18 Jul Gustavo Yacaman Hoping to Return to Rally
Road racer’s rally debut a success
Originally Posted on Rally-America.com
by Matt Kalish
ERROL, N.H. (July 18, 2015) – Colombian driver Gustavo Yacaman appeared as a surprising entry last month in the 25th anniversary New England Forest Rally, driving a Honda Fit in the B-Spec class. It was a big change for the professional road racer, who usually pilots a Ligier Le Mans Prototype in endurance events — including this year’s 24 Hours of Le Mans.
“You can’t compare. I mean, you’re not comparing apples to apples — you’re comparing blueberries to melons, basically,” said Yacaman, whose LMP2 car is a 550 horsepower, purpose built, aerodynamically assisted machine. The Honda Fit, by contrast, is production based with many off-the-shelf components and produces about 120 horsepower.
“[The LMP2] just goes on rails, and the faster you go, the more grip you have,” said Yacaman. The Fit? “It’s kind of the opposite: the faster you go, the less grip you have.”
Before the New England Forest Rally, Yacaman had never been behind the wheel of a rally car and the driver said the new sport exceeded expectations. “Man, I’m loving it. It’s a lot of fun, and it’s really, really challenging.”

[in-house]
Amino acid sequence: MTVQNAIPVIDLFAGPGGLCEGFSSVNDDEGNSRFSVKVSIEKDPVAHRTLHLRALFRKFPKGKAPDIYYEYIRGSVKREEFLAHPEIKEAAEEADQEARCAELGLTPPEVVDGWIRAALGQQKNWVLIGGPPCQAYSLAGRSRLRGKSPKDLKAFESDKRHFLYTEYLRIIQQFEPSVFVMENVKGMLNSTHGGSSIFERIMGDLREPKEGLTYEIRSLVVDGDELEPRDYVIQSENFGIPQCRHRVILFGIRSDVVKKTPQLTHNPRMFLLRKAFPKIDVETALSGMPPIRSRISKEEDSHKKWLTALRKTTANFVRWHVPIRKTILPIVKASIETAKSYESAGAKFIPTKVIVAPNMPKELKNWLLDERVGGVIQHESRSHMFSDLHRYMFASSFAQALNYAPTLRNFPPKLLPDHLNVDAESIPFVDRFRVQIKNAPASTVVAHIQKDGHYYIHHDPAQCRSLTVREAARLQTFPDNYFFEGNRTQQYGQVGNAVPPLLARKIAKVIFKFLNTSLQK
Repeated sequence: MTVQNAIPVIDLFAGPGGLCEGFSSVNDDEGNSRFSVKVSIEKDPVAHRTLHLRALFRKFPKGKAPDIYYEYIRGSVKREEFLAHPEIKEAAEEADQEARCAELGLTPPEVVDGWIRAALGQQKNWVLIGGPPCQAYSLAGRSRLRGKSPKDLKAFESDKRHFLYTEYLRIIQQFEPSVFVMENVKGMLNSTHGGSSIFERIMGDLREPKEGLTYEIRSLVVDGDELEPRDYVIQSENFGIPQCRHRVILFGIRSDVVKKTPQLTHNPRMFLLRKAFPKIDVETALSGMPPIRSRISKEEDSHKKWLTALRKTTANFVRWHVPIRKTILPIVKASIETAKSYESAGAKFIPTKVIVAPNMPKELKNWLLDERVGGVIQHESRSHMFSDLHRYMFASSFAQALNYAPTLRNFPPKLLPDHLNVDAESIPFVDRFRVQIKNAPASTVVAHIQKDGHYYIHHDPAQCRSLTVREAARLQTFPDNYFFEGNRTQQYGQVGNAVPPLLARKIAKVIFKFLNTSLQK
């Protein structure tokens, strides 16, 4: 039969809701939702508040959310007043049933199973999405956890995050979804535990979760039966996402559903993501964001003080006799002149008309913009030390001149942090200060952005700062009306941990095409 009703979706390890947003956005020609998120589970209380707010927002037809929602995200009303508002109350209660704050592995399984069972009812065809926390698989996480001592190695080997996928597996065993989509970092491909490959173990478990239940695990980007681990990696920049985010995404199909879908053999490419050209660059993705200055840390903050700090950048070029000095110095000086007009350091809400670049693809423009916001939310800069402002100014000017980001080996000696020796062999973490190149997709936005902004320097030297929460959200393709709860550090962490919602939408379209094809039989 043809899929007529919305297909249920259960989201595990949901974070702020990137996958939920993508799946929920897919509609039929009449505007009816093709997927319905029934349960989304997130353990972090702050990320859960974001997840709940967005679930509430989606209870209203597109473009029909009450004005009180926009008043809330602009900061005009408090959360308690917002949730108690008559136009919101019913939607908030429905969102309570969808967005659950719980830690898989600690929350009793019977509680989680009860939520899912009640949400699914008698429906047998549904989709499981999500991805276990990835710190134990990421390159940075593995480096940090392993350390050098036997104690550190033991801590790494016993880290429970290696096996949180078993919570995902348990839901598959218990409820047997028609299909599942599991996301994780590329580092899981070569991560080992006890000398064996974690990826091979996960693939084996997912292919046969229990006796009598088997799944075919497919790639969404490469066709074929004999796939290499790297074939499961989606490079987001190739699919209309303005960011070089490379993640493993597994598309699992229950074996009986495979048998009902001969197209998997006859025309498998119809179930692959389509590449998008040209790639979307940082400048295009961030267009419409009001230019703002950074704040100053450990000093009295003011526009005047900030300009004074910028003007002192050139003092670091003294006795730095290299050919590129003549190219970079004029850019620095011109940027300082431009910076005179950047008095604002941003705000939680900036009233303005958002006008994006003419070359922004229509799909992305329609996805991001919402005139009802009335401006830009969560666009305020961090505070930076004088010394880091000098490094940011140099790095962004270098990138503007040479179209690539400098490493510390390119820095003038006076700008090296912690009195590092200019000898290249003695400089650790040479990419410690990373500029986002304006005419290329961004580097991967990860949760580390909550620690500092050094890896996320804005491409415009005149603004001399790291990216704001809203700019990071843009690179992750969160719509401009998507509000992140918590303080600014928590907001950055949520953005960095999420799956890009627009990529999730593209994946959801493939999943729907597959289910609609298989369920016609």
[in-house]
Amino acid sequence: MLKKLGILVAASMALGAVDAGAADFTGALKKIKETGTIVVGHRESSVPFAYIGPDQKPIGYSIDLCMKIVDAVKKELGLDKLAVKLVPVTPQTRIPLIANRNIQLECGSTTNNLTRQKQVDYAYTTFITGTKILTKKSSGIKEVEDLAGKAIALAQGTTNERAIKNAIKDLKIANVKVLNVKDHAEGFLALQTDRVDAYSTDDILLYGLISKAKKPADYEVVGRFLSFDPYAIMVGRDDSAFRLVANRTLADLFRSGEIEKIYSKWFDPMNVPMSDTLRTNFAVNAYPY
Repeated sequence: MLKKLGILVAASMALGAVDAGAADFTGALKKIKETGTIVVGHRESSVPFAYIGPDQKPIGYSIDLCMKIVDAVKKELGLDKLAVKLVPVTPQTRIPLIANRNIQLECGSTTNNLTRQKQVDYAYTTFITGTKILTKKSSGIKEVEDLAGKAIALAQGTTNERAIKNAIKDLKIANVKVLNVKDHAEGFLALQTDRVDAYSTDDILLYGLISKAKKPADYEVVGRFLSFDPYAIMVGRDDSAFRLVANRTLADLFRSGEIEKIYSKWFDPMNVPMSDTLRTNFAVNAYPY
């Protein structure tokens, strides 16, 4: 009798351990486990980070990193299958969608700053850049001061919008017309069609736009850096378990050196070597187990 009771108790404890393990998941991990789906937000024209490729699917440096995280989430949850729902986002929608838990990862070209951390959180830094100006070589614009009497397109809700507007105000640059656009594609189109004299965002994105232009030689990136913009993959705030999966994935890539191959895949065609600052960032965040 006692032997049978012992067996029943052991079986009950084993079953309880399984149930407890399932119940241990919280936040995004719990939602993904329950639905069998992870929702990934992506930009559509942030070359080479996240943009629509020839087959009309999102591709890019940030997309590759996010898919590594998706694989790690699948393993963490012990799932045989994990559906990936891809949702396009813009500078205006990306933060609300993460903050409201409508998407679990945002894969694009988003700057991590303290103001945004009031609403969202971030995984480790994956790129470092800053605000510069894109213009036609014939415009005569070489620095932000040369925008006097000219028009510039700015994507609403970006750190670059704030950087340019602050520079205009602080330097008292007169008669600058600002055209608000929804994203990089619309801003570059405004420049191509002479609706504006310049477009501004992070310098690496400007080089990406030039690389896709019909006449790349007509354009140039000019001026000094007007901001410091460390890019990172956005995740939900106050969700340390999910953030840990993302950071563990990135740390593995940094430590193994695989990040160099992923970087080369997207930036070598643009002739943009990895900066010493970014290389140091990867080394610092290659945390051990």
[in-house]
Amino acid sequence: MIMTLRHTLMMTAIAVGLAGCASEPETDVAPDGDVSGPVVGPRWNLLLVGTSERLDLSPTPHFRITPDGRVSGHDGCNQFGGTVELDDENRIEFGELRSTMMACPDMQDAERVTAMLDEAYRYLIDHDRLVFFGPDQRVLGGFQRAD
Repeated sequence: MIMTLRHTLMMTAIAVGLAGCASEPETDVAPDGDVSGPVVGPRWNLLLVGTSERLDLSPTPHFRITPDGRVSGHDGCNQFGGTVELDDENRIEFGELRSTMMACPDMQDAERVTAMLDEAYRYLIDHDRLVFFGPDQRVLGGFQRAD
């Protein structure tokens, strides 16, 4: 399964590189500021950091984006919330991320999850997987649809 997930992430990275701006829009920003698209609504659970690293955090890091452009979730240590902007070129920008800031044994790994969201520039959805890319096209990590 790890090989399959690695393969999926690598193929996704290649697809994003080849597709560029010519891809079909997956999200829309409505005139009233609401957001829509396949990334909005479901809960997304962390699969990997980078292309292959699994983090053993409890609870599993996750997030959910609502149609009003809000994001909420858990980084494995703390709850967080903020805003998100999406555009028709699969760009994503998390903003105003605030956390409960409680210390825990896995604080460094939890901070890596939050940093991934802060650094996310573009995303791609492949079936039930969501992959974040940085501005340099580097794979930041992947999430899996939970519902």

Yacaman said that for him, one of the biggest things to learn has been how to work with his co-driver.
“In road racing, you know what kind of corner is coming up and you know exactly how much speed you can carry through it,” said Yacaman. “Here you only have a rough idea from the notes of what’s coming. You have to be very careful and leave enough margin for error.”
On his first day of competition, Yacaman drove more than six miles on a flat tire and suffered little damage to the bulletproof Honda Fit. That would be unheard of in an endurance race, where punctured tires are replaced immediately. But a rally stage is a very different environment to the pits at Le Mans and when the tire started to go soft, Yacaman made the call to drive it out rather than figure out how to make a swap on the side of the hot stage road. “I don’t have 20 mechanics, like I’m used to, to change a tire,” he said.
Fellow Honda driver James Robinson, a longtime rally competitor and engineer with Honda Performance Development, said the contrasts between the sports are huge, but the transition between them is natural for a professional like Yacaman.
“For guys like Gustavo that have a lot of natural talent and are already professional racecar drivers, it really doesn’t take that long for them to transfer all the skills they already have to this. All the nuts and bolts of driving are the same, it’s just getting used to the different conditions.”
The rookie finished 15th in his first-ever event, and second in the B-Spec class. Based on his first experience at the New England Forest Rally, Yacaman has caught the bug. Said Yacaman: “This is definitely not my last rally.”
Photo: Rally America